When Ezra Pound recommended that “poetry should be at least as well-written as prose” he confirmed what every journalist, book reviewer, literary critic, and magazine writer already knew: prose is hard work. It can be as economical, sensuous, and bracing as poetry, but, unlike poetry, prose has specific rules and provides specific guarantees. That’s because prose is what you turn to when you want to say something about something. One really can’t afford to be at a loss for words. It is an information conductor: no matter how stylish your sentences, your syntax must serve up clarity not ambiguity.
Prose is also the freelancer’s medium. Written for payment, prose is a product that, in turn, is sold to consumers who inhabit a marketplace filled with distractions. The writing, therefore, needs to be lively and incisive. It needs to act swiftly on the reader. What’s more, people who write prose are people who hustle after assignments. They tend to have a habit of taking on too much, which means they live a life oppressed by deadlines. There’s no time, therefore, to become self-conscious or rhetorical. When such writers get in trouble, they need solutions that work on the fly. But if they’re good, their instinct for expediency shares space with an appetite for artistry. They try to find new ways to build rhythm into their paragraphs. They try to find new ways to construct crisp, well-shaped sentences. The end result is a kind of belletristic grace: writing that wants us to take pleasure in the experience of reading it, but also has an overwhelming interest in making itself understood. This twofold challenge—to hold the reader’s attention, while giving them news they need—is why prose plays such a vital role in building up a viable public culture.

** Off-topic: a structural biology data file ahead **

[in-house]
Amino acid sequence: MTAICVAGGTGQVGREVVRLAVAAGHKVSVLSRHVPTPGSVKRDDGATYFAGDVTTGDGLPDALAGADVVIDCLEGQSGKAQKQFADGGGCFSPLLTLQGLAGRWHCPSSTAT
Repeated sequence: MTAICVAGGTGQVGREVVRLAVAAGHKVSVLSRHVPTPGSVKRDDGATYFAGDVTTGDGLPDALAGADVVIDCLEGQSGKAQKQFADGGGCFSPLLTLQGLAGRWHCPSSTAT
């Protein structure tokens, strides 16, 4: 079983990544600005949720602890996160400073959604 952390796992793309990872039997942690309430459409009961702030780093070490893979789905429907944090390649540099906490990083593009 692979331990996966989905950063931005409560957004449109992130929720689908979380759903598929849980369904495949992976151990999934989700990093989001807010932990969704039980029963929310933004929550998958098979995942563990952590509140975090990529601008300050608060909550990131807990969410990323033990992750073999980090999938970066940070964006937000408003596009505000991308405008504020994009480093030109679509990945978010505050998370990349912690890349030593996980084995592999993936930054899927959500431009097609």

We looked high and low for essays that displayed this kind of prose, from literary periodicals to web journals to general-interest magazines. We were spoiled for choice. “An essay,” said Ian Hamilton, “can be an extended book review, a piece of reportage, a travelogue, a revamped lecture, an amplified diary-jotting, a refurbished sermon. In other words, an essay can be just about anything it wants to be, anything its author chooses to ‘essay.’ ” Hamilton here reminds us that the term is drawn from the French verb essayer: to try on, attempt, put to the test. No surprise, then, that so many of the essays we found revel in the opportunities the form offers as a vehicle for exploration. No navel-gazing, either. Writers delivered their stories from the front lines of human experience. They addressed themselves directly, and fearlessly, to serious subjects. They worked hard to produce original approaches to important, much-covered topics suffering breezy neglect by a bored media. What this book helps prove is that, along with our talent for short stories, Canadians excel at the essay form. We have a knack for open-mindedness, feel uneasy around oversimplifications, try to square any starkly opposed positions. Growing up somewhere between American gusto and British reserve, we are perhaps well-positioned to make balanced, nuanced, valuable observations. We have a built-in appreciation of diversity and culture. We are also, by nature, generalists: we like to know many things about lots of subjects. All of which gives Canadian prose a three-dimensional credibility.
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